I agree the non-OSS applications should be looked into. I did not intend to imply they should be dropped from consideration, just that the looking-into needs to be done.

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Postby meffordm » Tue May 12, 2009 2:02 pm

First of all, let me start off by saying that I appreciate and commend what is attempted here. The idea of an OS aimed at LDS members is cool. But, here are some of my thoughts:

Why create another flavor of Linux? With so many versions out there, it almost seems like re-inventing the wheel for something that can be achieved another way. But, let's assume we write a new flavor with all of these LDS features. What about the many members who already have an OS they like? Will they be expected to "convert" to this new one in order to get these LDS features? Or, will these features be available to them through some other means? And, if they can be distributed without the need of a particular OS, then why create a new flavor of Linux?

I propose a simpler solution. First, allow members to use what ever OS they choose. This is agency. Then, provide standardized, LDS based software to run on the different OSes. This is the future of computing.

Now, let me explain. I know people who use Linux, Windows, and Mac and one is not about to change to another. If we create an OS that will run LDS apps and don't provide them for other OS users, then we are excluding a vast majority, just as Linux users have been excluded in the past (and even still today). This only fosters more dis-harmony and sets one above another. However, to include all and allow all to benefit, it makes more sense to assemble and/or create a set of LDS apps that are standardized and run on any platform. This could mean anything from an app compiled to each popular architecture (Linux, Windows, Mac) or an app compiled to one cross-platform architecture (Java or Mono/.Net). The advantage here really is wonderful, because instead of writing limiting, Linux specific code, we would be sharing across a much broader spectrum our desire to further the Lord's Work.

Which apps would I include in an LDS based set? I suggest a genealogy app, a Scripture study app, meeting tracking apps, progress tracking apps, etc. And remember, these must be standardized. This type of a project will not work if we promote PAF for Windows users and GRAMPS for everyone else, or something like that. The same genealogy app used on Linux must be the same one used on Windows, etc.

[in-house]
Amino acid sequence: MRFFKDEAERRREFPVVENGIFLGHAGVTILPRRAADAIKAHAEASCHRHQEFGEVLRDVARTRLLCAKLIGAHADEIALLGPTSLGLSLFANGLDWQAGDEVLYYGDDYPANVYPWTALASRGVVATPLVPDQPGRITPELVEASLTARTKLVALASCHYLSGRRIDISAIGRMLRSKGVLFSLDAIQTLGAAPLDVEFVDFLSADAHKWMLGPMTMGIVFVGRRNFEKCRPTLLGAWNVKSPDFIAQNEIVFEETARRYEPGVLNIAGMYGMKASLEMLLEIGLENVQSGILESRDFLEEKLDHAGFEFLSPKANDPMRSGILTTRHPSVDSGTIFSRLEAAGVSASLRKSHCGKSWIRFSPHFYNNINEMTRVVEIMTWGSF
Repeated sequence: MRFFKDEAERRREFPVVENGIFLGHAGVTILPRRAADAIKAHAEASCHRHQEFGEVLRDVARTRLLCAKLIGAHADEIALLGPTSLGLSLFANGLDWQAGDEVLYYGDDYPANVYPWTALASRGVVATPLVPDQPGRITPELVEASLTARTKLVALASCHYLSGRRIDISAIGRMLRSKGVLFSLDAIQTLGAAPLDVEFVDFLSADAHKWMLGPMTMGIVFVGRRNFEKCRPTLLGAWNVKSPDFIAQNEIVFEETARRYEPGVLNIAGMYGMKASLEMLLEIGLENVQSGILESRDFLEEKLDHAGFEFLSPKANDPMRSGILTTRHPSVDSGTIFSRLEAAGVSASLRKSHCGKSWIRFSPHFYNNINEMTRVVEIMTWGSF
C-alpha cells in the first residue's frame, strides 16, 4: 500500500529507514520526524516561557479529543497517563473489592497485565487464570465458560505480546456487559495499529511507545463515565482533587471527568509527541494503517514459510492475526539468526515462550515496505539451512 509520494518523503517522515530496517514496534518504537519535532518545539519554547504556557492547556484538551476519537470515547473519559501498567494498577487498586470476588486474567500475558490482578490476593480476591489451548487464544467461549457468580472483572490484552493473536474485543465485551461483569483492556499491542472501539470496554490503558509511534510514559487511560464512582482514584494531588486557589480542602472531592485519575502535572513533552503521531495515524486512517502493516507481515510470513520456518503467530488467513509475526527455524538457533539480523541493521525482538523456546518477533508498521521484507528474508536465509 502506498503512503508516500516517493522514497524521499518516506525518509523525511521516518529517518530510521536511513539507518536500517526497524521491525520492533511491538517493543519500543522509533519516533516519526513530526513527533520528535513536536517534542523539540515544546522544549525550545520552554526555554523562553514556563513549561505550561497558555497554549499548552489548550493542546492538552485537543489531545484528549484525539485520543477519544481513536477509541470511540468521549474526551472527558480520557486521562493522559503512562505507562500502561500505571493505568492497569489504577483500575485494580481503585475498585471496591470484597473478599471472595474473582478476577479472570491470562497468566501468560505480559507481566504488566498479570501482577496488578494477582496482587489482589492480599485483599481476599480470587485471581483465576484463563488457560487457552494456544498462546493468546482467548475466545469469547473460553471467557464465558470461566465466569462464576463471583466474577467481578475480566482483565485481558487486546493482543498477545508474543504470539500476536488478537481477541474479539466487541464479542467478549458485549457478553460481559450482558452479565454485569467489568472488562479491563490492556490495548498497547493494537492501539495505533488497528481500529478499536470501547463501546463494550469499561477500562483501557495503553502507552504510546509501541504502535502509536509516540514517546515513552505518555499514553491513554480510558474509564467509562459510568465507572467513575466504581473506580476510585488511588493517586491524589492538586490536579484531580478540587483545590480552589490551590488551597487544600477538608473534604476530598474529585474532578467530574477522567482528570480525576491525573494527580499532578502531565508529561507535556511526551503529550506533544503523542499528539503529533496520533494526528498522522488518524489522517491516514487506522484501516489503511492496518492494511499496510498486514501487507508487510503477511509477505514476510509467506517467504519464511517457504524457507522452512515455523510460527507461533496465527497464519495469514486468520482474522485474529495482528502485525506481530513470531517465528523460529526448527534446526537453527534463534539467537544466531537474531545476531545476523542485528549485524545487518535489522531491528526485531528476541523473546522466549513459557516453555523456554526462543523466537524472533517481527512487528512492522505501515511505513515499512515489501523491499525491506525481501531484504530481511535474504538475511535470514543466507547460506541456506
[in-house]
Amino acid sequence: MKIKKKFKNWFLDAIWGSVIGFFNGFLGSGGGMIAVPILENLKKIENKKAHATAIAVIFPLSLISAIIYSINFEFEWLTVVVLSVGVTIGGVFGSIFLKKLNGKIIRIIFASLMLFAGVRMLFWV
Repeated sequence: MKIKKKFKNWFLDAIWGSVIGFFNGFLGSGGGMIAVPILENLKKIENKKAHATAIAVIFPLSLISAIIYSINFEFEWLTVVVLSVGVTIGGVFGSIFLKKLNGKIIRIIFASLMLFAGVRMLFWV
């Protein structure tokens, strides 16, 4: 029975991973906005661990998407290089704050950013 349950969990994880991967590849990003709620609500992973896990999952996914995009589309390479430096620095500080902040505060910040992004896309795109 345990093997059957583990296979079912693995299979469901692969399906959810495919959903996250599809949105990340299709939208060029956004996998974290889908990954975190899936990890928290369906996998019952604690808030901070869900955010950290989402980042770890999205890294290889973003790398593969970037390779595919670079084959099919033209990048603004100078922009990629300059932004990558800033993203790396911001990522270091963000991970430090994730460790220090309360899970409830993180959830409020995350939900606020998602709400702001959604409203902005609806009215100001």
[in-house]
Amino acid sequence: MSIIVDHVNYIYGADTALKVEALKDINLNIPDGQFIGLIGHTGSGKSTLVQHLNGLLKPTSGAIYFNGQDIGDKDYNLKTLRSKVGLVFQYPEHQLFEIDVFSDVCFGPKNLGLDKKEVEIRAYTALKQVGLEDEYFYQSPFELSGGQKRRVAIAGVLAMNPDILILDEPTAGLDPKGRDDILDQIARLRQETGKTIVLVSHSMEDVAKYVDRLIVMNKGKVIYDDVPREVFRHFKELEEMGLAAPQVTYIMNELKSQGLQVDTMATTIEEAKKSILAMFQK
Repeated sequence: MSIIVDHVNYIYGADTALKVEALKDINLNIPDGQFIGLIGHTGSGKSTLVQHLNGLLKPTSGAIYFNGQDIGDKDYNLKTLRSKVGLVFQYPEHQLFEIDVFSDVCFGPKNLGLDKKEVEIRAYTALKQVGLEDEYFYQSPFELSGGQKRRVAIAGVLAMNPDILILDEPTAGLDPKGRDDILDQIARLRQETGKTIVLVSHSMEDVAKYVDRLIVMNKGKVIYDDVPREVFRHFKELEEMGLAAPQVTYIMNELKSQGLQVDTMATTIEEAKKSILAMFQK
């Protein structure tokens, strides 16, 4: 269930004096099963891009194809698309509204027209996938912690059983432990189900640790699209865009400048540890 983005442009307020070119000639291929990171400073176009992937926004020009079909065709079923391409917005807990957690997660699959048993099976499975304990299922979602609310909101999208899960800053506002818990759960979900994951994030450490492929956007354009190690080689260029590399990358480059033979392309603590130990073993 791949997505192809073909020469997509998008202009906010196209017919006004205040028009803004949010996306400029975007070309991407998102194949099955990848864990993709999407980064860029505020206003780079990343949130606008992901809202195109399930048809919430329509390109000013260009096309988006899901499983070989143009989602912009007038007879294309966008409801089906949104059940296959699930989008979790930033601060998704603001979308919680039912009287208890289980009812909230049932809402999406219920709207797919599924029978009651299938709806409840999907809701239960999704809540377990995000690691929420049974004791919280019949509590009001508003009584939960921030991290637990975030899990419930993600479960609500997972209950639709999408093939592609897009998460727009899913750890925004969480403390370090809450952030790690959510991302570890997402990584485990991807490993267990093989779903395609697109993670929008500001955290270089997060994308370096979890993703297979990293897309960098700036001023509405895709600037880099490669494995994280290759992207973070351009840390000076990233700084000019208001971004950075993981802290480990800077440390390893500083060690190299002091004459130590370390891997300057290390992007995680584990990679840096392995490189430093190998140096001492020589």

I also see where one goal of the LDS Linux Project is to provide an easily obtainable OS in other parts of the world. Why? Flavors of Linux have already been ported to so many hardware architectures that it's already easily obtainable anywhere in the world where there are computers. And speaking of hardware, if we make an LDS Linux, then we have to maintain its hardware compatibility over time. Considering how fast hardware changes, who wants to volunteer for that? It would be wiser to let current Linux handlers worry about this, and for us to focus on maintaining our LDS apps.

Some in here have also suggested an LDS based toolbar for Firefox or an LDS themed GUI. These do not need a new OS. Why not simply create a Firefox add-on or a GUI theme?

So I guess, from my point of view, I don't understand the need for an LDS Linux flavor. But I'm not saying it wouldn't be cool to see one out there as a choice. However, I do see a need for standardized, LDS based software that is available to all. I also don't think the Church should have to maintain it. The Church should only be expected to maintain the information and databases for accuracy, while we as members should use or talents to further the Work.

Though, I would like to see an LDS based OSS project.


Michael.

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Postby kennethjorgensen » Wed May 13, 2009 3:46 am

meffordm wrote:I propose a simpler solution. First, allow members to use what ever OS they choose. This is agency.


The idea of LDS Linux (as I personally see it and that might differ from other people's idea) was only to create an environment (O/S) where everything LDS-related was preloaded instead of having to install it all afterwards.
As a persons life is emerged into the gospel these things become more important than many other things.
As for choosing this is exactly that, a choice, an alternative solution.

meffordm wrote:Then, provide standardized, LDS based software to run on the different OSes. This is the future of computing.


Isn't that one of the reasons why web-apps are so ideal and popular?
Are there any apps or challenges you can see where a web-app (or Wine) cannot be used?

meffordm wrote:Now, let me explain. I know people who use Linux, Windows, and Mac and one is not about to change to another.


I fully agree here. I am not about to replace my belowed Windows XP with LDS Linux either but I do see value in giving my kids or wife LDS Linux as their primary O/S and myself having it as dual-boot or as a VmWare image.
If they can crack Wine to work with all needed Windows apps then why not.

meffordm wrote:If we create an OS that will run LDS apps and don't provide them for other OS users, then we are excluding a vast majority, just as Linux users have been excluded in the past (and even still today). This only fosters more dis-harmony and sets one above another.